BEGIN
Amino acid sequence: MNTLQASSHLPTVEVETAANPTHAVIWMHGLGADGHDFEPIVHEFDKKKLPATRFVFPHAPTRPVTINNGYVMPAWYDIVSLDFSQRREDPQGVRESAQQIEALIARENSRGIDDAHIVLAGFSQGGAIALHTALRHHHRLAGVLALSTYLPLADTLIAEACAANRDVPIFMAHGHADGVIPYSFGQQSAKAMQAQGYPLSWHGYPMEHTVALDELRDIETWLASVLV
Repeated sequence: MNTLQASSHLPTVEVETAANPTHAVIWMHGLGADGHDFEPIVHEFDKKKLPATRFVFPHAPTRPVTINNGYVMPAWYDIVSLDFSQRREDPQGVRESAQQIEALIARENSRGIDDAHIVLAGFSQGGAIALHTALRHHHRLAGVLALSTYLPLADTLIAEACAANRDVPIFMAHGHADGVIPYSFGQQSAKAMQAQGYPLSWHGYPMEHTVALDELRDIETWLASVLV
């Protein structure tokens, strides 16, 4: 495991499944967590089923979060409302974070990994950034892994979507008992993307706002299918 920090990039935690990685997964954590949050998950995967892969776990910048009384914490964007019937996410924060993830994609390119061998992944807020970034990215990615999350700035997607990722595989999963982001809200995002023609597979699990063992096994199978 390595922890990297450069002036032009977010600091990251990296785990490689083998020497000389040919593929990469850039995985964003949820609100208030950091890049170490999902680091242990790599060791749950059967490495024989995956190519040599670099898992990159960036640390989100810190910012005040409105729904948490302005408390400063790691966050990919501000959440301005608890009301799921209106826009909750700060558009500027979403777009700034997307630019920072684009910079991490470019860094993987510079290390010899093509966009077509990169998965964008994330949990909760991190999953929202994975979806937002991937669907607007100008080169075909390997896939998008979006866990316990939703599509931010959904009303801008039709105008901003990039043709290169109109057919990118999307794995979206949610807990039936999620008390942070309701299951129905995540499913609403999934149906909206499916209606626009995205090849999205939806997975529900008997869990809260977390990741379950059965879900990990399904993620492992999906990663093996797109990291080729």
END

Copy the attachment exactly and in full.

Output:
Amino acid sequence: MNTLQASSHLPTVEVETAANPTHAVIWMHGLGADGHDFEPIVHEFDKKKLPATRFVFPHAPTRPVTINNGYVMPAWYDIVSLDFSQRREDPQGVRESAQQIEALIARENSRGIDDAHIVLAGFSQGGAIALHTALRHHHRLAGVLALSTYLPLADTLIAEACAANRDVPIFMAHGHADGVIPYSFGQQSAKAMQAQGYPLSWHGYPMEHTVALDELRDIETWLASVLV
Repeated sequence: MNTLQASSHLPTVEVETAANPTHAVIWMHGLGADGHDFEPIVHEFDKKKLPATRFVFPHAPTRPVTINNGYVMPAWYDIVSLDFSQRREDPQGVRESAQQIEALIARENSRGIDDAHIVLAGFSQGGAIALHTALRHHHRLAGVLALSTYLPLADTLIAEACAANRDVPIFMAHGHADGVIPYSFGQQSAKAMQAQGYPLSWHGYPMEHTVALDELRDIETWLASVLV
């Protein structure tokens, strides 16, 4: 495991499944967590089923979060409302974070990994950034892994979507008992993307706002299918 920090990039935690990685997964954590949050998950995967892969776990910048009384914490964007019937996410924060993830994609390119061998992944807020970034990215990615999350700035997607990722595989999963982001809200995002023609597979699990063992096994199978 390595922890990297450069002036032009977010600091990251990296785990490689083998020497000389040919593929990469850039995985964003949820609100208030950091890049170490999902680091242990790599060791749950059967490495024989995956190519040599670099898992990159960036640390989100810190910012005040409105729904948490302005408390400063790691966050990919501000959440301005608890009301799921209106826009909750700060558009500027979403777009700034997307630019920072684009910079991490470019860094993987510079290390010899093509966009077509990169998965964008994330949990909760991190999953929202994975979806937002991937669907607007100008080169075909390997896939998008979006866990316990939703599509931010959904009303801008039709105008901003990039043709290169109109057919990118999307794995979206949610807990039936999620008390942070309701299951129905995540499913609403999934149906909206499916209606626009995205090849999205939806997975529900008997869990809260977390990741379950059965879900990990399904993620492992999906990663093996797109990291080729």